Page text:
So with that said, I also see a lot of skinny, weak-ass dudes who do flyes and curls and pushdowns and shit from day 1 and yet they are skinny and weak.  Those guys missed the boat.  Start off with the basics, and when you're in the 300 bench, 400 squat, 500 dead range, add in some things to improve strength in other movement planes.  

So now that that is all out there, let's look at the cycle.......

Training Max = 93% of Real Max


Week 1 - 80% x 1, 70%xmax reps
Week 2 - 85% x 1, 75%xmax reps
Week 3 - 90% x 1, 80%xmax reps
Week 4 - 93% x 1, 85%xmax reps
Week 5 - 95% x 1, 85%xmax reps
Week 6 - 98% x 1, 90%xmax reps
Week 7 - 100% x 3 
Week 8 - Deload - 70% x 5
Week 9 - Meet, 100% x 1, 110% x 1 - third attempt go nuts

Same as the squat, the 100% in week 7 is really 93% of what you are shooting for on your second attempt at the meet.  On the set for max reps just go to failure or a rep shy of it.  

Now here comes the questions about what to do after.  Reference the beginning of the article.  Personally if I had to give a cookie cutter answer, I would say to do 1-2 sets of incline press or military press for 8-12 reps just shy of failure, then do some seated db press or side laterals not too heavy with moderate reps.  If you want to do some tricep work after that, do something elbow friendly.  Rope pushdowns seem to fit this description fairly well.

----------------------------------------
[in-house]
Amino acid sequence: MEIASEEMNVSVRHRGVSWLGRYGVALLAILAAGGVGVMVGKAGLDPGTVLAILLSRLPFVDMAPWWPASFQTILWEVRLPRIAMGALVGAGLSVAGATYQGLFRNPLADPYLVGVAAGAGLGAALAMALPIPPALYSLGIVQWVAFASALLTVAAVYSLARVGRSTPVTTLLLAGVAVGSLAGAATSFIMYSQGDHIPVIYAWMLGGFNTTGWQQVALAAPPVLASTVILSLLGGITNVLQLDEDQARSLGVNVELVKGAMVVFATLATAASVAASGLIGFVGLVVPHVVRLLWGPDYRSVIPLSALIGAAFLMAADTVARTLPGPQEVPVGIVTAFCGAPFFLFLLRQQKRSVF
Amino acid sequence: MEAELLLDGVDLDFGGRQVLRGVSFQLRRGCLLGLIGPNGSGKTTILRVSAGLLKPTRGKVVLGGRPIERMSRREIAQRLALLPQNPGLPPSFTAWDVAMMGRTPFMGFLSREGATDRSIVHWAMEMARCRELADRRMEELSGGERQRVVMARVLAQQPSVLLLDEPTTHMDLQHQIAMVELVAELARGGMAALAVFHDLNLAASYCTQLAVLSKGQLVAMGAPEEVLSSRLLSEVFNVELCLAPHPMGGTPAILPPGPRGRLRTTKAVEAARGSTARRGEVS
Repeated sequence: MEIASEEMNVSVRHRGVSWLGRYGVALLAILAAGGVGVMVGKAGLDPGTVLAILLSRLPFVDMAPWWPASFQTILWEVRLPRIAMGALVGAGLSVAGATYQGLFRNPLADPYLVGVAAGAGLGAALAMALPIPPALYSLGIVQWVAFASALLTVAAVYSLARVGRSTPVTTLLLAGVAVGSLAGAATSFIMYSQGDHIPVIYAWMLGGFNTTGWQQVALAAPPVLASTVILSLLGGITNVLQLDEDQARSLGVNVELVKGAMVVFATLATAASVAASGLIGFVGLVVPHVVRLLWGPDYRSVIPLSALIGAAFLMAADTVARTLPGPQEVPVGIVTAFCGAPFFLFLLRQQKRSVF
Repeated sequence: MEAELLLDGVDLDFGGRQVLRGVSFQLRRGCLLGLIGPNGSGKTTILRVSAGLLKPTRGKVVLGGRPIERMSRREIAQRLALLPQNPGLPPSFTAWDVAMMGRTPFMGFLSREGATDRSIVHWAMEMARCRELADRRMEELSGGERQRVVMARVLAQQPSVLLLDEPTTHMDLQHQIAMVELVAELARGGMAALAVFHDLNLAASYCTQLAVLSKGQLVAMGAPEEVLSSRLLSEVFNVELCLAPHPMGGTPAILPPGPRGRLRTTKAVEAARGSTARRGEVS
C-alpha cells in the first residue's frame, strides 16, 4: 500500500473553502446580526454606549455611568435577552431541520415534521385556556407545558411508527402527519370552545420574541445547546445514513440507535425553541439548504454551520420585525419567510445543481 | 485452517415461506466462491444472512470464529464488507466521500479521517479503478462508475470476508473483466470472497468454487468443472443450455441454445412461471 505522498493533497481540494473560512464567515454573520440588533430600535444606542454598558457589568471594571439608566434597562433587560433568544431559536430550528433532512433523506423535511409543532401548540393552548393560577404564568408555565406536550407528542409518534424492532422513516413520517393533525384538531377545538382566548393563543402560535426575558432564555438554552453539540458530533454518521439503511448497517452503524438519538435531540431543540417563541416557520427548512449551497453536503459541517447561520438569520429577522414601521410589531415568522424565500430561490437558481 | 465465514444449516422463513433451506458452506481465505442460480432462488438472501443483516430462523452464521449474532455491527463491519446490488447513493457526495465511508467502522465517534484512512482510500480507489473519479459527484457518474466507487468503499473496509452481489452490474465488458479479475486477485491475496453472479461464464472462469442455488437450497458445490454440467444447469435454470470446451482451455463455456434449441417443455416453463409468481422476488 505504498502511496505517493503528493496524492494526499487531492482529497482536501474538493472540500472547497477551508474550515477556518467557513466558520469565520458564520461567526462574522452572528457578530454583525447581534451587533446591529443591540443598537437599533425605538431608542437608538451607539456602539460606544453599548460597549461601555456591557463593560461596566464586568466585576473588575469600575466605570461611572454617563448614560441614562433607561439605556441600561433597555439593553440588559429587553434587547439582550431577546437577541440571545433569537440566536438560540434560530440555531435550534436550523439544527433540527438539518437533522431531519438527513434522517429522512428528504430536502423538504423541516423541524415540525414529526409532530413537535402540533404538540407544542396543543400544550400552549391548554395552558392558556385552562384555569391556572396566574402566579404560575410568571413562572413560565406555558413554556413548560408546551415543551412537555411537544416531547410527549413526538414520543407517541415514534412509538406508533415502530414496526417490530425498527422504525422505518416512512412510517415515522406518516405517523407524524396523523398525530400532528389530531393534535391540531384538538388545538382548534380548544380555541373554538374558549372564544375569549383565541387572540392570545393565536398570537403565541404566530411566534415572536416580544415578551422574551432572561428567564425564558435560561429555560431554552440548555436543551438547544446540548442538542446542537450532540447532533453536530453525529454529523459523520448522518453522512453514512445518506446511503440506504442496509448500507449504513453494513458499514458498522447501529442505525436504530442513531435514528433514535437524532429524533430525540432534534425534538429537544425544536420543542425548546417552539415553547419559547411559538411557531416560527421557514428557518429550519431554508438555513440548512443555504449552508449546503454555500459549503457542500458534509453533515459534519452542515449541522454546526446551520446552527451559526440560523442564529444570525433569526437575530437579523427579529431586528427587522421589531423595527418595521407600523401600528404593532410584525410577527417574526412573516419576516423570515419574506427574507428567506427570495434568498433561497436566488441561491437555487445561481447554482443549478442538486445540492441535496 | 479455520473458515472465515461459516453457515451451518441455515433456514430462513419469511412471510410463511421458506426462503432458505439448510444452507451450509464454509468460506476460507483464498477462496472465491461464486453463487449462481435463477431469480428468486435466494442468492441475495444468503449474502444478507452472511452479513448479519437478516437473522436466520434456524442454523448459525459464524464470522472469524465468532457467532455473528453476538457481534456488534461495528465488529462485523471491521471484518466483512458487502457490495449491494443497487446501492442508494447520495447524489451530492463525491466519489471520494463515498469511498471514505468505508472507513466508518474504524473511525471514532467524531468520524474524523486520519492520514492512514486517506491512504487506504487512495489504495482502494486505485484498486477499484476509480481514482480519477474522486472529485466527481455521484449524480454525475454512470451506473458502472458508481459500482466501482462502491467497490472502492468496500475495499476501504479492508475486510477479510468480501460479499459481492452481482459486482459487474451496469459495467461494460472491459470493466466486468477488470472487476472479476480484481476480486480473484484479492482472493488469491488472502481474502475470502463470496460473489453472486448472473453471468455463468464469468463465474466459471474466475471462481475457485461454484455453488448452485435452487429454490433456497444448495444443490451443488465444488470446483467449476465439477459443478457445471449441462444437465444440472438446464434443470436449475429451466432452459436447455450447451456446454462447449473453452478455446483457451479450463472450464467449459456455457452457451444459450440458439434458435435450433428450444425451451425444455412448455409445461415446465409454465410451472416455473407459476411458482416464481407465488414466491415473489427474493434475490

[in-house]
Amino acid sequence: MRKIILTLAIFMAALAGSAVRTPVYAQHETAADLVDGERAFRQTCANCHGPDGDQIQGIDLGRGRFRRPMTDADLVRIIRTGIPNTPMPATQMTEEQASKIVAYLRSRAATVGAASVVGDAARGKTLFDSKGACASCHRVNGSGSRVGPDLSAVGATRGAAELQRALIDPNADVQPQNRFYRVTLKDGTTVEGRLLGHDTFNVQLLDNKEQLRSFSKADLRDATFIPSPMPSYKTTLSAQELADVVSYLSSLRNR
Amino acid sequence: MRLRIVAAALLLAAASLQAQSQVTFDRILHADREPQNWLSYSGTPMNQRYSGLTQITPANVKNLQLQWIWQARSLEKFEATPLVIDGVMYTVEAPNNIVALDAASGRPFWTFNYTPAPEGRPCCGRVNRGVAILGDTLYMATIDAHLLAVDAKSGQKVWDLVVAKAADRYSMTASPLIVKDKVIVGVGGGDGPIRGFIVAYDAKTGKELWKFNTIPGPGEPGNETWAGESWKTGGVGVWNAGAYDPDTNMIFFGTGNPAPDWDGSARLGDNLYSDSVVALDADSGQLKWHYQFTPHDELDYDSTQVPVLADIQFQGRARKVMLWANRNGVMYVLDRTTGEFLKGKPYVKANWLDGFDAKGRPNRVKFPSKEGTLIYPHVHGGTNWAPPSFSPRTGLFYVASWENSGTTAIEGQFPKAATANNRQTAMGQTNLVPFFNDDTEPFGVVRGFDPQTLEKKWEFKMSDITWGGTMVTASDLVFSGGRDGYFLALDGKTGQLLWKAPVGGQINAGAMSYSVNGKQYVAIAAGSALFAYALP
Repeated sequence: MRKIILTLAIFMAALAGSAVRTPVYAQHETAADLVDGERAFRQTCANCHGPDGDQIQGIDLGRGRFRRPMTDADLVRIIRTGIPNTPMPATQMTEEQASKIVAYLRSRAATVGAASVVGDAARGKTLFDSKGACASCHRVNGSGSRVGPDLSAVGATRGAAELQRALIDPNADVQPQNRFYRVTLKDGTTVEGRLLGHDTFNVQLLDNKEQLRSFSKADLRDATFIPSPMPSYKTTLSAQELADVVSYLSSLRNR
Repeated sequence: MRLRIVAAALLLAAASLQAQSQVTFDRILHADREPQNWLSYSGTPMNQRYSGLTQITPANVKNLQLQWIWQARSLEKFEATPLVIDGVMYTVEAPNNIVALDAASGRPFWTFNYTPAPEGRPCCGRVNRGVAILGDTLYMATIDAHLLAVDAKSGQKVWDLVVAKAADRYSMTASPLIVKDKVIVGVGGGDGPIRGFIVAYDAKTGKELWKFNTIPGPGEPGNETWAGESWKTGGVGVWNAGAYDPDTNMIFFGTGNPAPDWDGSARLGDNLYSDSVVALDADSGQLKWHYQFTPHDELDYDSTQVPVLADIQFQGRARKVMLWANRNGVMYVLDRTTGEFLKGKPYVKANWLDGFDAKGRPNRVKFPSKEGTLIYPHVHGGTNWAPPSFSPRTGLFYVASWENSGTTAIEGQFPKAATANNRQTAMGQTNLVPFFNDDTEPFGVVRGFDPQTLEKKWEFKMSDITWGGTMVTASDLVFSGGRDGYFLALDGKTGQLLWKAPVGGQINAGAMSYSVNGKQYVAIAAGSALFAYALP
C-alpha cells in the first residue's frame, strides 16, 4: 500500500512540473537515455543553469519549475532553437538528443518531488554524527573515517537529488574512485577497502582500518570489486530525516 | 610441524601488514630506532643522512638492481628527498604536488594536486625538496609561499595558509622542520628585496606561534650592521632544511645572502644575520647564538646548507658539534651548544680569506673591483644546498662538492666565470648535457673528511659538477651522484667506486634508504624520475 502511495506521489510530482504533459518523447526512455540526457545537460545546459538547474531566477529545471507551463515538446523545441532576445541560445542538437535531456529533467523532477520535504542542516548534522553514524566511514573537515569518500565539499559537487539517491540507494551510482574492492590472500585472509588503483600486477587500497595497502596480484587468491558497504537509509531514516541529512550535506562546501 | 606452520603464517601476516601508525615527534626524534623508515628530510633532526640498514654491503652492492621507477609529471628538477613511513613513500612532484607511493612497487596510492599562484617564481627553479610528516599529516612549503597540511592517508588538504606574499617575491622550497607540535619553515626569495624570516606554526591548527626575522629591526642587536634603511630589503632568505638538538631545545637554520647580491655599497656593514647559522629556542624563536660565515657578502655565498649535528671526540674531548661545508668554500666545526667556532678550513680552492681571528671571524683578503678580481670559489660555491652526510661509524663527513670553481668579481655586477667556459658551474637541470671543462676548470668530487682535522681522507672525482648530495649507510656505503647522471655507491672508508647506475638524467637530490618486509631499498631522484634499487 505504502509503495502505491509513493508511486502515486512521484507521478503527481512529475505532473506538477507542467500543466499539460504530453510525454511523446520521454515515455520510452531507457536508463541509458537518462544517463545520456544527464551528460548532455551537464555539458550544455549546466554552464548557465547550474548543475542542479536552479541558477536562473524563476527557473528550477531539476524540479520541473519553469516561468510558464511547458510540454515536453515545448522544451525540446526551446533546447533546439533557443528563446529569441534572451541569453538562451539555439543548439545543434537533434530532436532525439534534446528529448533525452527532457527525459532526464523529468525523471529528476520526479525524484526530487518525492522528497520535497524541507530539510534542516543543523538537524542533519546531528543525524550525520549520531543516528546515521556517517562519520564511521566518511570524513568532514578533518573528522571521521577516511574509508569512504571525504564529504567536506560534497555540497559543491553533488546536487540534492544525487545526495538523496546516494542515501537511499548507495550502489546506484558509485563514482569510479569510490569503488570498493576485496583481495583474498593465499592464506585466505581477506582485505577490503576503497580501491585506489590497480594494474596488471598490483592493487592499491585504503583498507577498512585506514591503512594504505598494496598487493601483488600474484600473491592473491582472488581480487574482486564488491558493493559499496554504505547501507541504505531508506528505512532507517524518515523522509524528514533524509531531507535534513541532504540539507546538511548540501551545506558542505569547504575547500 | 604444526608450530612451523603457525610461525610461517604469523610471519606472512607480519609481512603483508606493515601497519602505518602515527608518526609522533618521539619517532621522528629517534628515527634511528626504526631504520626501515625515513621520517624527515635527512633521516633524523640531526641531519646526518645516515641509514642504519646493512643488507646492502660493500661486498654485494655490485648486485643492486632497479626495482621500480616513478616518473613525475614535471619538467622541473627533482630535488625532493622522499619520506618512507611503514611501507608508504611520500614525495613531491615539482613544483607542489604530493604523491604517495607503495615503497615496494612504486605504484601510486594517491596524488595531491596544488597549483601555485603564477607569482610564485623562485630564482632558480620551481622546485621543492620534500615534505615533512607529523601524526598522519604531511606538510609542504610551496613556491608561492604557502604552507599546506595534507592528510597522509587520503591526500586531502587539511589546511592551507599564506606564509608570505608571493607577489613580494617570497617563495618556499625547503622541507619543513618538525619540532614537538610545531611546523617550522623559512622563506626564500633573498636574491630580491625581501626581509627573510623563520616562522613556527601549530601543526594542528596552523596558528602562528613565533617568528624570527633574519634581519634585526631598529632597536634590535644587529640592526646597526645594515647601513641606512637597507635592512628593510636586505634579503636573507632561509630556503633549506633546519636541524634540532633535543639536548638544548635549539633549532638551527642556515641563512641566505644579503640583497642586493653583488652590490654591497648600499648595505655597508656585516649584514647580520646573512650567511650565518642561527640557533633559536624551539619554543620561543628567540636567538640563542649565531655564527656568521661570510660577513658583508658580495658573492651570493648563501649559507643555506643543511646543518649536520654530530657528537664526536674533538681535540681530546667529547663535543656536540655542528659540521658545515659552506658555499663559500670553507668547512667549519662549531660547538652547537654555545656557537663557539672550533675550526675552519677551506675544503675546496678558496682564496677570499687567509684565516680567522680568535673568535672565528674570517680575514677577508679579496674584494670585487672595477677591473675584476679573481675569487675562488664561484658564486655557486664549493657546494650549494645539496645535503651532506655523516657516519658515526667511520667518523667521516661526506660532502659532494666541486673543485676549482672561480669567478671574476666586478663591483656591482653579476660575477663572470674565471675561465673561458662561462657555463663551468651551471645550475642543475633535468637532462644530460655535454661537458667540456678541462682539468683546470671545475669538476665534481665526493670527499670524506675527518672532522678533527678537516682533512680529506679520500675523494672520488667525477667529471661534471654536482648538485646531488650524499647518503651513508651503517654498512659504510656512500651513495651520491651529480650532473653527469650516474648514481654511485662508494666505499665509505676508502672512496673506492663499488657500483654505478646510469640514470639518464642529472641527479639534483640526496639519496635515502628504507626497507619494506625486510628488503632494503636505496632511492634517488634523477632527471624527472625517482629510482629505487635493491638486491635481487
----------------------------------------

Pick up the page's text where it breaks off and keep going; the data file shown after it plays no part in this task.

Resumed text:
That's it.  If you really want to up your bench, gain 10 pounds.  Bodyweight gain really makes the bench take off for the majority of people.  Guys with t-rex arms are usually great pressers.  If you have long ass gorilla arms I suggest you focus on pec and delt work more than most guys.  If you're the t-rex guy, you can probably get away with just benching a lot.  

The "do upperback work to increase your bench" stuff has gotten retarded.  Yes, you need to do upperback work but doing a shit ton of upperback work is not going to be the difference in you having a moderate bench and a great bench.  Your chest, delts, and triceps still are the prime movers in benching.  Work those.  A big reason for the lat and upperback work for benching is because of bench shirts.  Guys that talking about having to "pull the bar down" with their lats are guys wearing shirts.  I've never had a problem getting even an empty bar to touch my chest.  Gravity seems to bring it right down just fine.  Don't train like an equipped guy if you are raw by the way.  Train your chest, shoulders, and triceps for benching.  Not your back.  Lifting has gotten weird over the years with this kind of nonsensical bullshit.  

Deadlift is next.......     

28 comments:

  1. Awesome as always Paul!